21 March, 2018
We all have the same amount of time in a day as everyone else. So how come other people seem to get way more done than others? Maybe you feel this about yourself, you’re always running to catch up or regularly miss one or two of your deadlines? Or maybe you just feel there’s no time for downtime as each project or task runs into the next. Without the help of a time machine, cloning machine or ability to turn minutes into hours what can we do to make our time management better? At the Hoxton Mix, providing a service such as our virtual office means we constantly make sure to manage our time well so we can keep providing you with a great service.
Perhaps it would help to take a moment to look at what we really mean by time management and perhaps this great quote by author of Getting Things Done David Allen will help: “You can’t manage time, it just is. So ‘time management’ is a mislabeled problem, which has little chance of being an effective approach. What you really manage is your activity during time, and defining outcomes and physical actions required is the core process required to manage what you do.”
If you think about it, you know you can’t slow down the rotation of the earth around the sun or go back in time Superman style. All we can really do is manage what we do within time itself. That means determining outcomes with attached timeframes and then designing the necessary steps that will bring you to your outcome or goal within the set timeframe. Simple 😉
Of course this is a huge topic with many different approaches. Just try a quick Google for ‘GTD tools’ and see where the rabbit hole takes you! But even though it’s a big topic let’s take a moment to look at the basics so you can get started right away.
Effectiveness is the degree to which you are is successful in producing a desired result. How much of your desired product/result/outcome do you produce within your set time frame?
Efficiency is about achieving that outcome by putting in just enough effort to produce the result you want and no more. Of course, the amount of effort needed will be determined by the tasks involved in reaching your outcome. Sometimes you’ll need a whole team working on something and other times it’ll be just one person.
It’s here that you’ll start to realise that you might be putting in way too much effort for a particular outcome. Do you waste valuable time by proof reading something 10 times instead of twice? Or perhaps you should pass the proof reading on to someone else so you can stay focussed on the important work? Can you think of anything you are working on to produce a result that doesn’t need as much effort from you as you are putting in. For example, do you need to be micro managing staff or would it be better to create a framework for their work and then let them use their powers of intelligence and reasoning to get the job done on their own?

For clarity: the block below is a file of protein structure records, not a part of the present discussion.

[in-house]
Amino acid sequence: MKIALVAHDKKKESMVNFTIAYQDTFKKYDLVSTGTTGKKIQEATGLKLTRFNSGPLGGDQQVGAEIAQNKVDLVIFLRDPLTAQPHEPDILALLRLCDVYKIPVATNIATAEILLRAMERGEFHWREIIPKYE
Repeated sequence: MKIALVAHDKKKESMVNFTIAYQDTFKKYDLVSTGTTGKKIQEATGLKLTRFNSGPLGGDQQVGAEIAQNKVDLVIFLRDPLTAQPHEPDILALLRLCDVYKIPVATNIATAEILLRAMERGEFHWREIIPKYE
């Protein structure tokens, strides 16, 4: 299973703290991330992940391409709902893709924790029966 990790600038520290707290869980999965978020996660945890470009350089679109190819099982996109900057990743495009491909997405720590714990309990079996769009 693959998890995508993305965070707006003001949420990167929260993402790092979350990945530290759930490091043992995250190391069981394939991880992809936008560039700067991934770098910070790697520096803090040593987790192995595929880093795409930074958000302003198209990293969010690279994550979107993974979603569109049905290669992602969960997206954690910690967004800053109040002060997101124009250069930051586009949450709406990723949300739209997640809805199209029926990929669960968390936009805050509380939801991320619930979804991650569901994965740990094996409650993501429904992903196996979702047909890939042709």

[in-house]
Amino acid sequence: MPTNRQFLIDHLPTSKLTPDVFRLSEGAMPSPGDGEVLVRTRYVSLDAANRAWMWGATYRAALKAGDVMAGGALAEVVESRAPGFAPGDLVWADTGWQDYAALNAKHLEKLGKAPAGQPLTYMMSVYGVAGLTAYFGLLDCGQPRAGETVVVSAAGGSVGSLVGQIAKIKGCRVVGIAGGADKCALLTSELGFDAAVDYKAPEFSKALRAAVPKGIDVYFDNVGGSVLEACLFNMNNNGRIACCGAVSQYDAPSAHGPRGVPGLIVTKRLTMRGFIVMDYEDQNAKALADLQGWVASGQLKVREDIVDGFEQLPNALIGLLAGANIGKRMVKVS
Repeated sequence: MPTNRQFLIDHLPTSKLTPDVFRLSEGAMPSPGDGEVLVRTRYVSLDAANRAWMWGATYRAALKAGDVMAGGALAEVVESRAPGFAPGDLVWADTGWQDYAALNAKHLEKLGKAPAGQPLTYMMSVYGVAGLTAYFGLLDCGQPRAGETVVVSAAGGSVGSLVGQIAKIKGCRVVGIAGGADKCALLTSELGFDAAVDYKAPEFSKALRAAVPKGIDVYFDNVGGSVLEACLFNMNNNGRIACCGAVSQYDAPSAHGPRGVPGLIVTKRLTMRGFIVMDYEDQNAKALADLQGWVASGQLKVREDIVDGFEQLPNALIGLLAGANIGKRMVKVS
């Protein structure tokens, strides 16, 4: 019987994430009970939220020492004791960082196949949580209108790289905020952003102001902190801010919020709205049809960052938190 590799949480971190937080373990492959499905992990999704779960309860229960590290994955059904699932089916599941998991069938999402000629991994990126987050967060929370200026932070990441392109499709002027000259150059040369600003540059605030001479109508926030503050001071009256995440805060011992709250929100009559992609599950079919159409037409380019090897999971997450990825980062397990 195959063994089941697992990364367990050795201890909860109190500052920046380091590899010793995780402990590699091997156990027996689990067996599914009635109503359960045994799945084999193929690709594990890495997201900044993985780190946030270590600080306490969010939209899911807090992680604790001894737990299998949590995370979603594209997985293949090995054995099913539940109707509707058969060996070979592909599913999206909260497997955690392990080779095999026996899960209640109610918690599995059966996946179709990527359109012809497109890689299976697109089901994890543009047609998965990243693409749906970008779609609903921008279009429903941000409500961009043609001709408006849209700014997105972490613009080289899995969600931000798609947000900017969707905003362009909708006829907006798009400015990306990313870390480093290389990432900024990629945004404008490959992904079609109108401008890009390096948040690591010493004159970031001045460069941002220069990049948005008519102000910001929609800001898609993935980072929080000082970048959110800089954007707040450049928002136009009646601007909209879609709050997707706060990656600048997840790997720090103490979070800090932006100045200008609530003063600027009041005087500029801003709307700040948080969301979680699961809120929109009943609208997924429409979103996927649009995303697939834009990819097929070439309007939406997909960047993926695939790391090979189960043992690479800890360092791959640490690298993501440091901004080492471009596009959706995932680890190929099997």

If you were going to choose one to start with, it would definitely be on improving the degree (the amount) to which you are successful in producing your desired result (effectiveness). Particularly note, you could become extremely efficient in doing something within in your business but if it doesn’t produce your desired business outcomes (and therefore isn’t important) you are wasting energy, time and resources.
So begin by defining what’s important, then figure out how you are going to get there with only the necessary effort required, and no more. Prioritise your desired outcomes in order of importance, this will enable you to prioritise what tasks to focus on that will create your desired outcome. Then you can start to refine your process by figuring out how to do those tasks using only the necessary resources, effort and time. In many startups often tasks that begin as manual tasks, once they have been defined as necessary to producing the outcome, are automated wherever possible.
Don’t forget, particularly if you are just starting out yourself, your journey will be one of continual improvement and refinement but make sure you define what the important outcomes are first and use that to decide which tasks go in what order. Then refine your process.